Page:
These items may be listed under certain conditions. Do further research before listing items of this nature to be sure yours is allowed. To learn more, click on "Security Center" at the bottom of any eBay page, then click on "Market Place Rules and Policies." Questionable items include:

  • Artifacts
  • Autographed items
  • Batteries
  • Catalytic converters and test pipes
  • Compilation and information media
  • Contracts and travel-related tickets
  • Electronics equipment
  • Event tickets
  • Food
  • Freon and other refrigerants
  • Hazardous materials
  • Imported and emission-noncompliant vehicles
  • International trading in any category that violates current laws
  • Materials targeted to mature (adult) audiences
  • Medical devices
  • Offensive material
  • Pesticides
  • Police-related items
  • Pre-sale listings (items that are not in the control or possession of the seller at the time of the listing)
  • Slot machines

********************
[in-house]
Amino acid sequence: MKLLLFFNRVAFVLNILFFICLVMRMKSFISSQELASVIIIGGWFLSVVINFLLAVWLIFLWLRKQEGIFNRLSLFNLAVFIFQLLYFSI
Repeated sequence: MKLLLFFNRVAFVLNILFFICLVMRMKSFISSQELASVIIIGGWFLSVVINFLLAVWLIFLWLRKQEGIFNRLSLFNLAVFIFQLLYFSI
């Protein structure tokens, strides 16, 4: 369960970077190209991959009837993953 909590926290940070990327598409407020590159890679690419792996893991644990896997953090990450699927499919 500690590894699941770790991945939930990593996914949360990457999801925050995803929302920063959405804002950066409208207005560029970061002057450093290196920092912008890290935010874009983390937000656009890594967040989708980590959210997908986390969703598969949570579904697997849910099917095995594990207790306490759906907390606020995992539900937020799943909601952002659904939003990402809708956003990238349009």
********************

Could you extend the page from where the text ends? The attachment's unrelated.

• Used air bags
  • Used clothing
  • Warranties
  • Weapons and knives
  • Wine

Potentially Infringing
These items may be in violation of certain copyrights, trademarks or other rights. eBay prohibits some of these items, regardless of any particular item's legality, because they almost always violate copyright and trademark laws. As with questionable items, do your homework before posting your item. Potentially infringing items are:

  • Academic software
  • Beta software
  • Bootleg recordings
  • Downloadable media
  • Use of a person's likeness, name or signature
  • Games software
  • Items for which you disclaim knowledge of or responsibility for the authenticity or legality
  • Items or listings that misuse another product's brand name
  • Items that may violate a contract you have with another party
  • Mod chips
  • Movie prints
  • OEM software
  • Promotional items
  • Recordable media
  • Replica and counterfeit items
  • Software or hardware that would enable a user to circumvent copy-protection features on video games, software programs, CDs, CD-ROMs or DVDs
  • Tickets (travel)
  • Unauthorized copies